Easily add a shopping cart to your site where customers can complete their purchases. Customers have easily checkout via mobile, and all designs are mobile-responsive so you don’t have to worry that your mobile customers won’t have the same experience as desktop users.
GoDaddy offers fewer payment processors than Shopify — customers can checkout using PayPal, Apple Pay and Square.
If you sell a physical product that needs to be shipped, you can also integrate that into your store. GoDaddy offers the option to ship via USPS or UPS, and you’ll be able to choose whether to charge flat-rate shipping, weight-based shipping or free shipping. If your customers are local, you can also give them the option to pick up in-store.
You also have the option to allow customers to book appointments through your GoDaddy website. You can charge deposits, cancellation fees and collect payments for these appointments. The feature allows you to create a recurring class and event schedule and allow your staff to manage their schedules and set their availability.
To have e-commerce capabilities you will have to opt for GoDaddy’s most expensive plan. Its Ecommerce plan costs $25 per month when billed annually. Its other plans range from $10 to $20 per month; however, you won’t be able to sell products or services online with the other plans.
Shopify offers several plans and pricing levels, almost all of which are significantly more expensive than GoDaddy’s plan. The least expensive full-service option, Basic Shopify, costs $29 a month. There’s also Standard Shopify for $79 per month and Advanced Shopify for $299 a month.
For very small e-commerce operations, there’s Shopify Lite, which costs $9 a month. This plan won’t let you build an online store, but it will allow you to sell products on social media or embed a buy button on another site to sell your products. For an enterprise-level solution, there’s also Shopify Plus, which has quote-based pricing.
The Shopify payment processing fees also differ depending on which plan you choose. Online credit card processing fees vary from 2.9% for the least expensive plan to 2.4% for the most expensive plan, both with an additional $0.30 per transaction. In-person rates are a bit better, and the rates Shopify charges for using payment providers other than Shopify Payments are far better for the more expensive plan.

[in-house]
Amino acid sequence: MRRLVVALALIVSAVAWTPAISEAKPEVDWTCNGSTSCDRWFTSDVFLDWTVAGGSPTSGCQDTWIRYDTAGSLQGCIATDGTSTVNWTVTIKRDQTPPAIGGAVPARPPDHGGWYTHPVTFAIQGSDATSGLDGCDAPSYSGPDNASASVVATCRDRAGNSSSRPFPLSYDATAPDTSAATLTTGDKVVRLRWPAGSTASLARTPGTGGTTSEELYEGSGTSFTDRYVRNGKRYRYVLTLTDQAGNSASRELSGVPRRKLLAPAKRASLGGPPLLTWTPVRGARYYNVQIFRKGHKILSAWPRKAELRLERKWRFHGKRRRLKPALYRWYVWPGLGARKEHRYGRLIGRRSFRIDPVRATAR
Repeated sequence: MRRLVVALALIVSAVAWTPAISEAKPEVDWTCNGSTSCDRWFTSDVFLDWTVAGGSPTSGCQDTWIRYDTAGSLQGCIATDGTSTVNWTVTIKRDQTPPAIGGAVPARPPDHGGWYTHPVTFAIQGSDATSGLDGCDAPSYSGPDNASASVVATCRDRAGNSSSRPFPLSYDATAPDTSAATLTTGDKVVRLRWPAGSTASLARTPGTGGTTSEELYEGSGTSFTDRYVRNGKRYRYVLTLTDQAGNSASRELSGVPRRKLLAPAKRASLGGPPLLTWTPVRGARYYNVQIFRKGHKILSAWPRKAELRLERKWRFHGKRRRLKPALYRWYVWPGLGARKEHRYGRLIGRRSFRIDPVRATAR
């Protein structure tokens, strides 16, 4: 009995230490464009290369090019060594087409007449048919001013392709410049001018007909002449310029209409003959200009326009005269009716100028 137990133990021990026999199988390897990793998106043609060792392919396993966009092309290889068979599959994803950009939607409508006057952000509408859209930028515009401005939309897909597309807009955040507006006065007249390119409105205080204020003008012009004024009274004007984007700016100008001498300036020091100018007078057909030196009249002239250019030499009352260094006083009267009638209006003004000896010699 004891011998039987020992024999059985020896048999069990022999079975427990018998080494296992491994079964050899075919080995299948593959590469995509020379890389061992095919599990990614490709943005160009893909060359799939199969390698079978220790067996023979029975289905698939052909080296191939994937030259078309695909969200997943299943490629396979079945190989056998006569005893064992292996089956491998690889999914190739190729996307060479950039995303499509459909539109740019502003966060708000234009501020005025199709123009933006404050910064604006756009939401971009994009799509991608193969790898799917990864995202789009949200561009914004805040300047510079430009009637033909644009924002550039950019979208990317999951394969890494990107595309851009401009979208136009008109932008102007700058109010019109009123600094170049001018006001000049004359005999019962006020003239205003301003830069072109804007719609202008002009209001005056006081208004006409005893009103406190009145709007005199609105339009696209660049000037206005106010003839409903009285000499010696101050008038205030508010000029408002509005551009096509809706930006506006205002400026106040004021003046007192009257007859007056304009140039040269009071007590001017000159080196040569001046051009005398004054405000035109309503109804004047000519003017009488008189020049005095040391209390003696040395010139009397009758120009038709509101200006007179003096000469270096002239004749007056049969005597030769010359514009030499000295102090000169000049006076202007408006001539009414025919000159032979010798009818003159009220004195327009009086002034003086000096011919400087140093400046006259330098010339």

Depending on how many transactions you process each month, the more expensive plan could end up being a better deal.
Pros and cons
Pros and cons of Shopify
Since it specializes in e-commerce, Shopify offers its users more tools for customizing their online store. There are plenty of templates to choose from, ways to customize them and integrations to add to make sure your online store does everything you need. Shopify also offers a built-in payment processor, which can be a great solution for many businesses; however, for those who already use a payment processor, Shopify also works with more than 100 payment providers.
One drawback of Shopify is the cost — Shopify is significantly more expensive than GoDaddy. However, this is because it offers significantly more. Plus, Shopify has several plans dedicated to e-commerce, whereas GoDaddy only has one. Another con is that setting up your store with Shopify will likely take longer because there are more features. Another common criticism of Shopify is the transaction fees it charges for any third-party payment processor you use. This fee will be on top of the cost the payment processor charges.
Pros and cons of GoDaddy
GoDaddy is the less expensive option and, since there’s less to set up, it can be easier to create your online store on GoDaddy. Another pro is the ability to easily sync your store with online marketplaces so you can broaden your brand exposure and drive more sales. Its mobile-optimized designs also mean you can appeal to more customers on whatever device they favor. Plus, user reviews tout the brand’s customer service, which can be a big plus for beginners.
A con for small-business owners who need a more robust online store is that GoDaddy can be difficult to customize and scale. While it’s easy to use, it is more limited compared to Shopify. It also has fewer payment processors to choose from, which can be a disadvantage for business owners.
A version of this article was first published on Fundera, a subsidiary of NerdWallet.